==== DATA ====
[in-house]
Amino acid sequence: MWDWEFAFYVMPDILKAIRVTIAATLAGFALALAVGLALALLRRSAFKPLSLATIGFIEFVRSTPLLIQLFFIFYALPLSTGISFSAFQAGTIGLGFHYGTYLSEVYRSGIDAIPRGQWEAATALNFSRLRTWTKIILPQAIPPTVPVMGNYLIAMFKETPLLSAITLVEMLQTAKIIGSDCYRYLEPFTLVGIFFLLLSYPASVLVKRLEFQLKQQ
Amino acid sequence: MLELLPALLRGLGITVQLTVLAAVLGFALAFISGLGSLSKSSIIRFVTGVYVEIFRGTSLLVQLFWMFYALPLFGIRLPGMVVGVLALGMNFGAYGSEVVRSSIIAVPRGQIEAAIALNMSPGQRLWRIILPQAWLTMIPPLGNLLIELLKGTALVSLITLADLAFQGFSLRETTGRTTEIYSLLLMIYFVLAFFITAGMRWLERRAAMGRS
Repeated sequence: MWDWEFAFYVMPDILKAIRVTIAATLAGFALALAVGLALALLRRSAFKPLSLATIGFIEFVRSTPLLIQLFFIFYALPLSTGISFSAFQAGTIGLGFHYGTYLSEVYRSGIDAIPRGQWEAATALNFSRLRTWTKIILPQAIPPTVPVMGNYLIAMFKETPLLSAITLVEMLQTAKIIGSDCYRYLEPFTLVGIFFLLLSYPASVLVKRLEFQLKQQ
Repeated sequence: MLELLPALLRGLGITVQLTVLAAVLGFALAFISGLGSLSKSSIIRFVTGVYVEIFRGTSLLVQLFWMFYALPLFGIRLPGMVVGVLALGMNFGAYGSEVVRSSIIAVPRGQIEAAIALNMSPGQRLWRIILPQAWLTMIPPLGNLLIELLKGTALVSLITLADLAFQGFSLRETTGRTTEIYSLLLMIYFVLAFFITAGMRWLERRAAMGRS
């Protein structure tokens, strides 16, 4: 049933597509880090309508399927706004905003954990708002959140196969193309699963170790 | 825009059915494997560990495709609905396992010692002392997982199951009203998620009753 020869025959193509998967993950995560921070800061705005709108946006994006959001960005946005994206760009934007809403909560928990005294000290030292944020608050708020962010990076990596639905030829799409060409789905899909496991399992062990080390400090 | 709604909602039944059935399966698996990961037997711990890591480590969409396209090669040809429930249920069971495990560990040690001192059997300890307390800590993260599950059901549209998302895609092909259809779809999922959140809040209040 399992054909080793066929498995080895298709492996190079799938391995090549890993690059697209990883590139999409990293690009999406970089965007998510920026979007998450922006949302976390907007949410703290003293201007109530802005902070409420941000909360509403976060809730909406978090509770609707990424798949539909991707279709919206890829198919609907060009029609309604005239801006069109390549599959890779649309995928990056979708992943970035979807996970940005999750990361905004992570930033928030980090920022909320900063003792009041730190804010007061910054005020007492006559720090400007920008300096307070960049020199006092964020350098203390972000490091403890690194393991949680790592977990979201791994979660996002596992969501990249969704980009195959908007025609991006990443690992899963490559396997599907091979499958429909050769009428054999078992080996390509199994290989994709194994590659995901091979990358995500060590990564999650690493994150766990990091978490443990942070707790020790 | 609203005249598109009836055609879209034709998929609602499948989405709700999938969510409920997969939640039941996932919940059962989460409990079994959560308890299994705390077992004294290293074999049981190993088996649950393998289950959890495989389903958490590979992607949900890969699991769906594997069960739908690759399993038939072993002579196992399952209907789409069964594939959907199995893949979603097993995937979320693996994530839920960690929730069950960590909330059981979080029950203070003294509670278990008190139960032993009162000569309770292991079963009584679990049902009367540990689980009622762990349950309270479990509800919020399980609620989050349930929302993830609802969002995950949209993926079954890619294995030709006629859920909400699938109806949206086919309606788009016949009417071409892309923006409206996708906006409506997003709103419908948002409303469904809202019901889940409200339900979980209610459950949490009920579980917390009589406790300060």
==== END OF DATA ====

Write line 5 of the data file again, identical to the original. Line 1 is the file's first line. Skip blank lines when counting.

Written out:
Repeated sequence: MLELLPALLRGLGITVQLTVLAAVLGFALAFISGLGSLSKSSIIRFVTGVYVEIFRGTSLLVQLFWMFYALPLFGIRLPGMVVGVLALGMNFGAYGSEVVRSSIIAVPRGQIEAAIALNMSPGQRLWRIILPQAWLTMIPPLGNLLIELLKGTALVSLITLADLAFQGFSLRETTGRTTEIYSLLLMIYFVLAFFITAGMRWLERRAAMGRS